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More PsychNotes: Parenting

January 8, 2016       
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The Physical Toll on Empathetic Parents and How to Find Balance
by Monica A. Frank, PhD

parent helping child learn to ride a bike
I once asked a client, “Would you rather be an emotionally sensitive person and have an anxiety disorder or would you rather be less compassionate and concerned about others?” Understanding that being emotionally empathic may come at a cost she preferred to be as she is. Such is true of most empathetic people—caring deeply about others, they are willing to sacrifice their own physical well-being even if they have a choice.

Parents who are empathetic have better relationships with their children. In addition, children of such parents are less likely to have depression or aggressive behavior and have a greater ability to empathize and manage their emotions in healthy ways. They also have lower levels of inflammation indicating they are likely to be more physically healthy. The parents experience psychological benefits likely due to feeling good about their parenting and having a sense of satisfaction and pride. However, the physical cost is greater for these parents. They show signs of chronic inflammation which may result in more stress-related illnesses (Manczak et al., 2015).

However, the question may be is it truly necessary to have a physiological cost in most cases? The research indicates that the problem may be due to parents ignoring their own needs in favor of caring for their children. Is it possible to care for others and still care for yourself? The helping professions are notorious for burn out, often referred to these days as “compassion fatigue.” Yet not all health professionals experience the deleterious effects. What is the difference between those who can spend decades in the helping professions and those who succumb to stress early? Usually it is related to knowing how to find a balance in their lives which reduces the stress-related effects.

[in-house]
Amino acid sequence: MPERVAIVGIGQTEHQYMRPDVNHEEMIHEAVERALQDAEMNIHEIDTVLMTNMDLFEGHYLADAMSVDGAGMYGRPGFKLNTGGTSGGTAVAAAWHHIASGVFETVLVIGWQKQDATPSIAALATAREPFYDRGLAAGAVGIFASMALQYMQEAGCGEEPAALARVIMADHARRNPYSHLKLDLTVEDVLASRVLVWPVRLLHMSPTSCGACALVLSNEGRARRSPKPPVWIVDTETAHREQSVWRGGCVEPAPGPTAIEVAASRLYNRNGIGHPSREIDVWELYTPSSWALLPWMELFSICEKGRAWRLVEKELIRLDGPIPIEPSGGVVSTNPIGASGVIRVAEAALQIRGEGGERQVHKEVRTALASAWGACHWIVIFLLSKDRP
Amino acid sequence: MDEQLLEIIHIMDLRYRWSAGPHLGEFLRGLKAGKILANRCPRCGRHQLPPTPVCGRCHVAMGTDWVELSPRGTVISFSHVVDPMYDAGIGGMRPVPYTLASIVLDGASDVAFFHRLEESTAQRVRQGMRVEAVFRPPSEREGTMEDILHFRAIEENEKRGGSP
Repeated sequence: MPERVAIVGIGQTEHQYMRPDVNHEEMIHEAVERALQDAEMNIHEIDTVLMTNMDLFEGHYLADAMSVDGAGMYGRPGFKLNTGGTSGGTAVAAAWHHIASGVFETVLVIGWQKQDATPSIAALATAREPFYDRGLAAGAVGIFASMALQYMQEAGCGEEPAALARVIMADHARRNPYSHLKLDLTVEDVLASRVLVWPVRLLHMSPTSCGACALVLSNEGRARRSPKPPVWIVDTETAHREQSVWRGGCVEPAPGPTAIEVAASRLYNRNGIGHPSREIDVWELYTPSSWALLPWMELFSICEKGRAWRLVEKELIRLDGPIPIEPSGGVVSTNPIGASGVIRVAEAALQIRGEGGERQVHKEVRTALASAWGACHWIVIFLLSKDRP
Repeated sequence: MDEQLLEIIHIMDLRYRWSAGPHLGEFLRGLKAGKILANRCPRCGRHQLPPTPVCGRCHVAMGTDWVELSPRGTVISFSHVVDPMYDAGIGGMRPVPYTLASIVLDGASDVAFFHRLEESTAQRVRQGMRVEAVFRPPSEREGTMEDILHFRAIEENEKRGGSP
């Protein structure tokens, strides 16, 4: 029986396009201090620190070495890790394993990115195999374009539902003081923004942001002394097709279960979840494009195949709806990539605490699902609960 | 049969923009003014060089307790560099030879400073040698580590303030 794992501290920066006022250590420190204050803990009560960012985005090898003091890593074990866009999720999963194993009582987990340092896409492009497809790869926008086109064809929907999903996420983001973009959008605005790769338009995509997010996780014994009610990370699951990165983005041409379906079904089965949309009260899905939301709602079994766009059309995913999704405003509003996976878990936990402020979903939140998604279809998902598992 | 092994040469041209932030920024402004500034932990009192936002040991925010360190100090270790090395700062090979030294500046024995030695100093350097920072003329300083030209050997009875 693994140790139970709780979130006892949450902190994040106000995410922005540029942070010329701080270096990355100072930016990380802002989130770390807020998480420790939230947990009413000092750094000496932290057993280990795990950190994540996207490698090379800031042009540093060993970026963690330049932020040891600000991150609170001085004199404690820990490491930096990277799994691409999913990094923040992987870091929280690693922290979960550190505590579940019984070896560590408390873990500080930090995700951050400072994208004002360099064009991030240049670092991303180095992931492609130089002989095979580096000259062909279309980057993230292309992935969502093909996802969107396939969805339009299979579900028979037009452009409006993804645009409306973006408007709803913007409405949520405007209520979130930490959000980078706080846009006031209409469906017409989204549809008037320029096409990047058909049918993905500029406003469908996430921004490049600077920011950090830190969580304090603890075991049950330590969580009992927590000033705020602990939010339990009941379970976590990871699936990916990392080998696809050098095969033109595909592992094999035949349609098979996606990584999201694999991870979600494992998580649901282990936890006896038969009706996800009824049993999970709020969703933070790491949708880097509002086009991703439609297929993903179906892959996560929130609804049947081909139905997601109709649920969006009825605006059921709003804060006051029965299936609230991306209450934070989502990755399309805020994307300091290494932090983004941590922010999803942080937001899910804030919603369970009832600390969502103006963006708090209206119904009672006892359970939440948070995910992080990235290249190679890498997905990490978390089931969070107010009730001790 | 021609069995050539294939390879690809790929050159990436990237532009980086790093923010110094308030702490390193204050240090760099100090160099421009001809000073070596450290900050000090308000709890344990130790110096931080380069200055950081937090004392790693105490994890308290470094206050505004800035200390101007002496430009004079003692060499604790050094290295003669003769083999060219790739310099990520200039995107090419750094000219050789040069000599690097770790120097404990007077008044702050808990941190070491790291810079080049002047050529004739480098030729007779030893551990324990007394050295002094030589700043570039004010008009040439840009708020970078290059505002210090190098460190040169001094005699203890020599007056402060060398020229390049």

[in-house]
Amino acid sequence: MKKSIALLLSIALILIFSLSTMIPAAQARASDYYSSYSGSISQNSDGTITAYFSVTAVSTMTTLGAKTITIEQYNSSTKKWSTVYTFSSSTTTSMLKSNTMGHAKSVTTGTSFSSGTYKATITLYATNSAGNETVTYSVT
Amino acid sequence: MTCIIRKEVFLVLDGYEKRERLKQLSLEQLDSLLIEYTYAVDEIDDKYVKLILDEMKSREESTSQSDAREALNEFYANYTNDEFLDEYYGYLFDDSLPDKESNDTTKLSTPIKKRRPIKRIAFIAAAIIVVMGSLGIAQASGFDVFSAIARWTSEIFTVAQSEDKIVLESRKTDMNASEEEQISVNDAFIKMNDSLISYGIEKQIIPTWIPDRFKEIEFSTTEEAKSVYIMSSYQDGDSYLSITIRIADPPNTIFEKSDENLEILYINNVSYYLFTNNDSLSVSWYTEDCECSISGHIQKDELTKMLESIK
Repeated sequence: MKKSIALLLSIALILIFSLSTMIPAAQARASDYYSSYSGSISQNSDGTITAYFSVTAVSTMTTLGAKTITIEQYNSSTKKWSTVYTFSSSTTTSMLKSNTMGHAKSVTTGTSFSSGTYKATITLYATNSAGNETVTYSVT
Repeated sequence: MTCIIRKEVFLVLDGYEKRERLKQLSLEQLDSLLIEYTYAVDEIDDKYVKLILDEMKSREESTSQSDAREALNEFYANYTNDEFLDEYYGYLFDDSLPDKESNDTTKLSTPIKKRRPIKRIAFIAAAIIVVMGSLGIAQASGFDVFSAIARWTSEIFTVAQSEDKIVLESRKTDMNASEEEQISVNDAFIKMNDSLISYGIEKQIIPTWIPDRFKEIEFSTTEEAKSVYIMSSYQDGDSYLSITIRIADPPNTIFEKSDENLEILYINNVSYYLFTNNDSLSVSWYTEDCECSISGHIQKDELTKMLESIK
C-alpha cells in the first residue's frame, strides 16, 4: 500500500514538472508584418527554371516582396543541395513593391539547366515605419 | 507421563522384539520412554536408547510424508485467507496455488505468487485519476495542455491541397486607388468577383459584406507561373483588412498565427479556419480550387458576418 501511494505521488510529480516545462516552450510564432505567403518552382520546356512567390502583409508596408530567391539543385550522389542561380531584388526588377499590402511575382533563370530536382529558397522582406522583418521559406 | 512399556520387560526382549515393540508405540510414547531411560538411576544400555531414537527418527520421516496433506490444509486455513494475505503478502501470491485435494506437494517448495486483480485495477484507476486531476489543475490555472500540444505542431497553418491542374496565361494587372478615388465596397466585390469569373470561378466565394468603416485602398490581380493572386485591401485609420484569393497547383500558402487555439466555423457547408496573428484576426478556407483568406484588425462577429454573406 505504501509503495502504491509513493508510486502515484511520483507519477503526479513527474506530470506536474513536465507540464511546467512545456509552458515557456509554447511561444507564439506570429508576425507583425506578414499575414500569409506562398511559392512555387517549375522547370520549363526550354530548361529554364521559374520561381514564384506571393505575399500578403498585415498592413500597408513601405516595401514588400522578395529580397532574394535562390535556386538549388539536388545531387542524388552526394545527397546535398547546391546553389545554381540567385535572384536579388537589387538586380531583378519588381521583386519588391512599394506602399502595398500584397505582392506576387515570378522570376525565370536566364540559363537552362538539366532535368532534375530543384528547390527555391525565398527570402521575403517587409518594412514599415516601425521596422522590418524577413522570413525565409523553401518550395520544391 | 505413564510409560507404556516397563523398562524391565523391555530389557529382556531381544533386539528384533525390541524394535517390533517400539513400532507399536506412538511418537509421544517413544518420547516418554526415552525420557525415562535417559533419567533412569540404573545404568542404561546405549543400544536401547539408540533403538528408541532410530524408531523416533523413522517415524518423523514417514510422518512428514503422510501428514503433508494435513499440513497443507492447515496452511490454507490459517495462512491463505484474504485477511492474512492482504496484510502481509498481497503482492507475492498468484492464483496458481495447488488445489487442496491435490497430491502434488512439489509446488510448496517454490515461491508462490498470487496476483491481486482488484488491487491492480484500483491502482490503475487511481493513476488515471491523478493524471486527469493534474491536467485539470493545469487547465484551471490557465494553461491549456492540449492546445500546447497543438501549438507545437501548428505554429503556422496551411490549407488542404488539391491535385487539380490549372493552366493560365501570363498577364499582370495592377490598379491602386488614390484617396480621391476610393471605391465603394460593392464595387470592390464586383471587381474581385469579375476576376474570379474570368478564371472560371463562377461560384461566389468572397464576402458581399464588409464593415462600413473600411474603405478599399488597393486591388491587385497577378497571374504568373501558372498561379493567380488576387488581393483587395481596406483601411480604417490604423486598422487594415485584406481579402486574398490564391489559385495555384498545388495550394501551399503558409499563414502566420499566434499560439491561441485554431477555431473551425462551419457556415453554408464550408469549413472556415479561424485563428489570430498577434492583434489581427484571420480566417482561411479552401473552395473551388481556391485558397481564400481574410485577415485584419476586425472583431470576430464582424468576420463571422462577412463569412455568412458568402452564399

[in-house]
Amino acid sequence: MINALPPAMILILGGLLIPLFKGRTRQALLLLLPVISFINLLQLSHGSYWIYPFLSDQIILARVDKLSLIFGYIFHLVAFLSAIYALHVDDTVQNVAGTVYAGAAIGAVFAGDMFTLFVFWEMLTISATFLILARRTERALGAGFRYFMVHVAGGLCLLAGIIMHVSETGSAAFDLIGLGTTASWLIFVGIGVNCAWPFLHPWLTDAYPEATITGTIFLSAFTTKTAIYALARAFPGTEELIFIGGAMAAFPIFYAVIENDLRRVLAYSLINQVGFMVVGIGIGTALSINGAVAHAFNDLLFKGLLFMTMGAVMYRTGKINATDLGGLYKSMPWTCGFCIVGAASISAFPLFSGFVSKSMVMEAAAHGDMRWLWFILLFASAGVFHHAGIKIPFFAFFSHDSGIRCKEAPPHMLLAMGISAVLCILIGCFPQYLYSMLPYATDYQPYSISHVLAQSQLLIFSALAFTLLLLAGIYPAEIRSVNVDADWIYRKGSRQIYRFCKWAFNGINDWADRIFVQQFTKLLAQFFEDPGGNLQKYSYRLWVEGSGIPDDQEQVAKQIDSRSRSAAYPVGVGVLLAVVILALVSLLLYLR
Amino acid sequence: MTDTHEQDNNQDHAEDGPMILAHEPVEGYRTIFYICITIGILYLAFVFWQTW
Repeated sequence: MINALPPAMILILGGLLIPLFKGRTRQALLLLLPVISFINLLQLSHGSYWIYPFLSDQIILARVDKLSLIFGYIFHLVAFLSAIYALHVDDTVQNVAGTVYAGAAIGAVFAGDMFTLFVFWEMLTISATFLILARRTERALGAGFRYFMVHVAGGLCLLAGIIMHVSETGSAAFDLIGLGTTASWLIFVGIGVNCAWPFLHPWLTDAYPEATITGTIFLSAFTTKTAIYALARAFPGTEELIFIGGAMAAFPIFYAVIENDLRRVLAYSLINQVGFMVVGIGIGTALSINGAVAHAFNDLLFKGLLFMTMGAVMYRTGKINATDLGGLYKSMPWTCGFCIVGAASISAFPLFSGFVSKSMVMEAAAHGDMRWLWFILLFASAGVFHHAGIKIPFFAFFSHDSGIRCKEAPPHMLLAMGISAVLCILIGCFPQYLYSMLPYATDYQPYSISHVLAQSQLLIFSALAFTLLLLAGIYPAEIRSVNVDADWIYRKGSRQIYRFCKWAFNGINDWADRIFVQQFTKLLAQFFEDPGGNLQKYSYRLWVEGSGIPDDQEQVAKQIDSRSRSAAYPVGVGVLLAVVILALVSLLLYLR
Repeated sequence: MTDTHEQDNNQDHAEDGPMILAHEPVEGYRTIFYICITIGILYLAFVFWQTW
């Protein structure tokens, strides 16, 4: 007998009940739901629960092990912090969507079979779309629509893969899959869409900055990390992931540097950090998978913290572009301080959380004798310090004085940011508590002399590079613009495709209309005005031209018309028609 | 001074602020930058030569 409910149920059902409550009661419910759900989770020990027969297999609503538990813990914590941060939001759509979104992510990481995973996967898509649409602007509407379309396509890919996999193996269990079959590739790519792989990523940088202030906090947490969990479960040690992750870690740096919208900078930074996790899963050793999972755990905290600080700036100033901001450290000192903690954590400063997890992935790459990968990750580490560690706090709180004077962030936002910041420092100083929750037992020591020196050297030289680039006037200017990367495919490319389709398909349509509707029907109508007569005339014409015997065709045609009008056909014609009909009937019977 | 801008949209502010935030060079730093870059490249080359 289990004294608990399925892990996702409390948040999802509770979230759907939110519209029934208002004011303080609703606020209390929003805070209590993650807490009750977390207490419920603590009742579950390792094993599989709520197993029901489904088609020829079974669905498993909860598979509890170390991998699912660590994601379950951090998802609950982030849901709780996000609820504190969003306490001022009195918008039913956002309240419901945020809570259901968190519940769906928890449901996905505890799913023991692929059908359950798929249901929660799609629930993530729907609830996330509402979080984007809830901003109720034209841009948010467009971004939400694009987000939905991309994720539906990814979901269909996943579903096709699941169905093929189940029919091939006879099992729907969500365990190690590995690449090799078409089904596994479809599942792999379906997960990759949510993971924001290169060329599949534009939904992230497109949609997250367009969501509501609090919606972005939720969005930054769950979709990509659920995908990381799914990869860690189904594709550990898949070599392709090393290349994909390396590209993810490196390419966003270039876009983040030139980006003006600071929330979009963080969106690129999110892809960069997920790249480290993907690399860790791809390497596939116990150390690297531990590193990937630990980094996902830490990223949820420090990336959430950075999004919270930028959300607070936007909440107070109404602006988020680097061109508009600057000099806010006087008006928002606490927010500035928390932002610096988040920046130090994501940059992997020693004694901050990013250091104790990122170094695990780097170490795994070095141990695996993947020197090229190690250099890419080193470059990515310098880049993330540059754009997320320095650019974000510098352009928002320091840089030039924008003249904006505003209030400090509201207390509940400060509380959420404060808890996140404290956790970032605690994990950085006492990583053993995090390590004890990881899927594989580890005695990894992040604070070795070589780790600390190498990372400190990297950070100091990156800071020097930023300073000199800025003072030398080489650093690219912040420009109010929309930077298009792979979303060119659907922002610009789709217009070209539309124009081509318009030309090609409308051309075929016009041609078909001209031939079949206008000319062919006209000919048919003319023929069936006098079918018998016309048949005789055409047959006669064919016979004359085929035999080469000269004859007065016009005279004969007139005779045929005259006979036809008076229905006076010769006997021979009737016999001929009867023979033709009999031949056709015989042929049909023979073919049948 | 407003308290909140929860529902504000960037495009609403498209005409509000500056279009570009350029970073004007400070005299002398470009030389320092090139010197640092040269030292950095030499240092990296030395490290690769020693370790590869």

How can parents and other caregivers achieve balance?

1) Give yourself permission to take care of your own needs. By recognizing that the more you take care of yourself the more you will be available to others you will be more likely to permit yourself the time and energy to focus on your needs. Imagine yourself as a glass of water—you can't keep emptying that glass without filling it up because you will be depleted of your resources.

2) Say “no” and don't over-extend yourself. Parents and caregivers need to prioritize. You can't agree to every request. Prioritizing allows you to determine which requests are most important so that you don't take on too much. It also allows you to determine when others can manage on their own without your assistance.

3) Don't let others take advantage of your helpfulness. Sometimes others will, either deliberately or unintentionally, take advantage of your helpful nature. Other people don't know your limits and will tend to ask for more because they can count on you. It is okay to be frustrated about these demands but use your anger to help you set limits assertively when others expect too much.

4) Have other activities that allow you to unwind. Make the time to pursue activities that are relaxing for you. Have some time for yourself everyday but also plan major activities that you can look forward to.

5) Eliminate demands or make them into desires. Recognize that you devote your time and energy to others not because you have to but because you want to. When you see your behavior as a desire (something that you want) rather than a demand (somethings that others want or need from you) you are likely to feel less stressed. If you can't view a situation that way, you may need to examine why it is a demand and if it is necessary. For instance, a demand such as “I must always be available for my children” can be changed to a desire “I want to be available to my children.” But if you still feel you “must” you might need to determine if that is reasonable. In this scenario, children can grow up healthy (and maybe more so) if the parent doesn't devote all his or her time to them.

Manczak, E. M., DeLongis, A., & Chen, E. (2015). Does Empathy Have a Cost? Diverging Psychological and Physiological Effects Within Families. Health Psychology. Advance online publication. DOI: 10.1037/hea0000281


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